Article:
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I love Robert K. Massie’s biographical writing style, which is colorful, superbly researched and makes for a bio that’s exciting to read. His book, Catherine The Great: Portrait of a Woman, is enriched with details of a young German princess who, upon receipt of an invitation from Empress Elizabeth Petrovna, ventures to Russia with little idea of where (literally and figuratively) her life is heading.
It’s a factual and adventurous story that reveals the myriad ways in which her intelligence, political cunning and enlightened views significantly impacted Russia’s power—both within its borders and throughout Europe.
"Catherine The Great" bedazzelled jewlery, custom made high fashion, extravegant foods and visual descriptions that bends the imagination. This is the historical account of a fairy tale rise of a young girl ripped from home, given a new name, and put on a path to absolute power! "Catherine The Great" gives an inside look at Russia's elaborate Royal Court during the peak of it's influence around the world! The book "Catherine The Great" is not my normal fare of reading but the ladies in my book club insisted on it and WOW I'm glad they did. The story of a young girl educated by the Queen's Court of administrators and warlords. Married as a pre-teen to an anti-social, psycho-path as part of a political strategy, young Catherine becomes Queen in the midst of betrayal organized by her husband who wages war against Russia and her, talk about a bad marriage. This descritpively stunning book stand as a defenitive master work of literature, art and history! A joy to read! I would highly recommend this book!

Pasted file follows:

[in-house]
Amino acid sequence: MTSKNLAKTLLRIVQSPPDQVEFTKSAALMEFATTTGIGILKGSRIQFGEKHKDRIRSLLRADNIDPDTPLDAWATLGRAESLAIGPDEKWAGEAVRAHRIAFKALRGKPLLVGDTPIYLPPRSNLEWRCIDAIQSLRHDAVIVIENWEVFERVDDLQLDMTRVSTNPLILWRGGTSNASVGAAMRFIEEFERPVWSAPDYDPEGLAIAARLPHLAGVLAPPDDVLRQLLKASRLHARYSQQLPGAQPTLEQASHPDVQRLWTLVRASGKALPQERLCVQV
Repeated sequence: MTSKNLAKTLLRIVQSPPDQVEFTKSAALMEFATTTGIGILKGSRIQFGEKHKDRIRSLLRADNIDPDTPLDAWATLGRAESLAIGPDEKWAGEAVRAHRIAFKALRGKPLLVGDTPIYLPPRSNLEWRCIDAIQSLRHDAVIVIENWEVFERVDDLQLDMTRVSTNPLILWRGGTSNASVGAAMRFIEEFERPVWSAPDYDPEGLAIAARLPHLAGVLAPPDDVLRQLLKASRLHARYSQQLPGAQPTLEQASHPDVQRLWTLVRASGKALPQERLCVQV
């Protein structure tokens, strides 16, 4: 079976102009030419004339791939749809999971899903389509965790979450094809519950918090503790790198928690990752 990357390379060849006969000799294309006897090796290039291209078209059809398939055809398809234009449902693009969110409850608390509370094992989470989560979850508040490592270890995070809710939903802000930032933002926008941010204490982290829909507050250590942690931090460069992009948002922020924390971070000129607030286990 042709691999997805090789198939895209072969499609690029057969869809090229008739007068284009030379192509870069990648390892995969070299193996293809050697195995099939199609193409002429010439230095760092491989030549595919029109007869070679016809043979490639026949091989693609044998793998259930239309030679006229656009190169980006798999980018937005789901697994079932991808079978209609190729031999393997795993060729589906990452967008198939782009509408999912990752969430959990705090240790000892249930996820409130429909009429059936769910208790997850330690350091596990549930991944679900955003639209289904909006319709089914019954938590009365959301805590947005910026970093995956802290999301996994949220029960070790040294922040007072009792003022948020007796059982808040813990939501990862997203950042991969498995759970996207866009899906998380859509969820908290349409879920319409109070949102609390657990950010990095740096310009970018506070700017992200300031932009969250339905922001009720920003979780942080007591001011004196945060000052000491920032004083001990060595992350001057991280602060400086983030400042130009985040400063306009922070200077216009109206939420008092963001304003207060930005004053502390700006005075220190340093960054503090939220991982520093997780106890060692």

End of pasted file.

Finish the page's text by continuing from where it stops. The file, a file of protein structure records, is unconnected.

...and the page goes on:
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I had no idea.
Honestly, though I know I had to have learned about her at some point, there is SO MUCH I just didn't know about her, not just the secret pre-reign stuff, but her propulsion of artistic holdings in the royal Russian treasury and her humanist leanings. The writing was excellent (thus the Carnegie Medal, I guess). There were times when I would drift a little, but for the most part I was delighted with this book.
As one other reviewer stated this is a read with a lot of detail. Unfortunately I didn't have the patience to get all the way through it. Don't get me wrong, it's an excellent true story but maybe I can approach it some other time.